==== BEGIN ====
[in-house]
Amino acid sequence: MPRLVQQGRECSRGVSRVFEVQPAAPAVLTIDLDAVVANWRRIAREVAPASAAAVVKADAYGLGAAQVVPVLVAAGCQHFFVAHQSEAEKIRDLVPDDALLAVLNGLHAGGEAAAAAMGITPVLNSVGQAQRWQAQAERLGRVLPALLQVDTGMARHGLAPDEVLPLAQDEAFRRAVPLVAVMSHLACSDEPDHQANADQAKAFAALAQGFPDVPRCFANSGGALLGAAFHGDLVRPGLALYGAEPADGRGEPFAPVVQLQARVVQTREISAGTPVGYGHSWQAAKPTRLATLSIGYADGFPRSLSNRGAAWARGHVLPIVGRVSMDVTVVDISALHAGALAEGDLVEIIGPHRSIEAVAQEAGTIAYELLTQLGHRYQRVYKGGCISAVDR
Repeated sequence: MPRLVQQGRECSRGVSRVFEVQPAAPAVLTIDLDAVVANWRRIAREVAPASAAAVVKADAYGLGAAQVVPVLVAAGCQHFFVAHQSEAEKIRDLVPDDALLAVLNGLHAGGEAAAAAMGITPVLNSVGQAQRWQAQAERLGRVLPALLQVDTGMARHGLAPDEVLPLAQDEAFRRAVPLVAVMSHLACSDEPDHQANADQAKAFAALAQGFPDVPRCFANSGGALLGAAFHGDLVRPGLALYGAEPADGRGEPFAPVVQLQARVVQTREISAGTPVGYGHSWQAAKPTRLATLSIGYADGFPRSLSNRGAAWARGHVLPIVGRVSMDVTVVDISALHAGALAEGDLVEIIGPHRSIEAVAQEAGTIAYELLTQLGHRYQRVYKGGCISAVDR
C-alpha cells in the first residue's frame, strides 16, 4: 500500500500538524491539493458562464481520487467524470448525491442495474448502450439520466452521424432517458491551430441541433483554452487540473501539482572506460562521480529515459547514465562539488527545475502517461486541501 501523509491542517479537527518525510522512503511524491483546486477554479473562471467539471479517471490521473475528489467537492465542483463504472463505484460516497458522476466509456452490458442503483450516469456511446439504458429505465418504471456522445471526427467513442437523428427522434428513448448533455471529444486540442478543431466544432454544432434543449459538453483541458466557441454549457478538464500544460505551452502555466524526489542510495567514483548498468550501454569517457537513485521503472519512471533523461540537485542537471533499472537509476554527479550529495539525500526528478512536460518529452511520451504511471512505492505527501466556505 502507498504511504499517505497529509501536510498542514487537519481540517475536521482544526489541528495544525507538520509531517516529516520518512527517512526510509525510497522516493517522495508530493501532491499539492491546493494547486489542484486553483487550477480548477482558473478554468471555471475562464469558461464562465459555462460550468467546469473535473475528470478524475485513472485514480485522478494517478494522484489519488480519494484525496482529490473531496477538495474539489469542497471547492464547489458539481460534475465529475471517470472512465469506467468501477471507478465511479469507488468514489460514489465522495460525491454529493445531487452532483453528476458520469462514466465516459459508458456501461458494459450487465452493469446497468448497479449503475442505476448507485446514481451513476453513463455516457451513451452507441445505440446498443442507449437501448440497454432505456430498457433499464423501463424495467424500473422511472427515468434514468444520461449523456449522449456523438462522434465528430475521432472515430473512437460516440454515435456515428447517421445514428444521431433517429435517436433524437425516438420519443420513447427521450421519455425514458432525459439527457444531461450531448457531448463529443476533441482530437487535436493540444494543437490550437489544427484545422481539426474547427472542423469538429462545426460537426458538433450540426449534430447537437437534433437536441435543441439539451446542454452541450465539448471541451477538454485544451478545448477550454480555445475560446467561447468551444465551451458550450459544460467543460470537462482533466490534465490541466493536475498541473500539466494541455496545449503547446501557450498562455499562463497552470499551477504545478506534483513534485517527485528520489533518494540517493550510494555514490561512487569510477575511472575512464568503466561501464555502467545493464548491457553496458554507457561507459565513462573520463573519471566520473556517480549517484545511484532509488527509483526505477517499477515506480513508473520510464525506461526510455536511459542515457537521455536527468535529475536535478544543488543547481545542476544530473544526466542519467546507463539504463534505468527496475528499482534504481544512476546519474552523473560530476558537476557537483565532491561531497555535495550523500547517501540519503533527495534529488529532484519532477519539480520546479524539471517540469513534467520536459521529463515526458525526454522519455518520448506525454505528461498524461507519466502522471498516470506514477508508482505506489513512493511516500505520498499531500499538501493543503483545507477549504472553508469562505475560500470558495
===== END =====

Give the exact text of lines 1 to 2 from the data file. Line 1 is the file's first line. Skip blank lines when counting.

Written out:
[in-house]
Amino acid sequence: MPRLVQQGRECSRGVSRVFEVQPAAPAVLTIDLDAVVANWRRIAREVAPASAAAVVKADAYGLGAAQVVPVLVAAGCQHFFVAHQSEAEKIRDLVPDDALLAVLNGLHAGGEAAAAAMGITPVLNSVGQAQRWQAQAERLGRVLPALLQVDTGMARHGLAPDEVLPLAQDEAFRRAVPLVAVMSHLACSDEPDHQANADQAKAFAALAQGFPDVPRCFANSGGALLGAAFHGDLVRPGLALYGAEPADGRGEPFAPVVQLQARVVQTREISAGTPVGYGHSWQAAKPTRLATLSIGYADGFPRSLSNRGAAWARGHVLPIVGRVSMDVTVVDISALHAGALAEGDLVEIIGPHRSIEAVAQEAGTIAYELLTQLGHRYQRVYKGGCISAVDR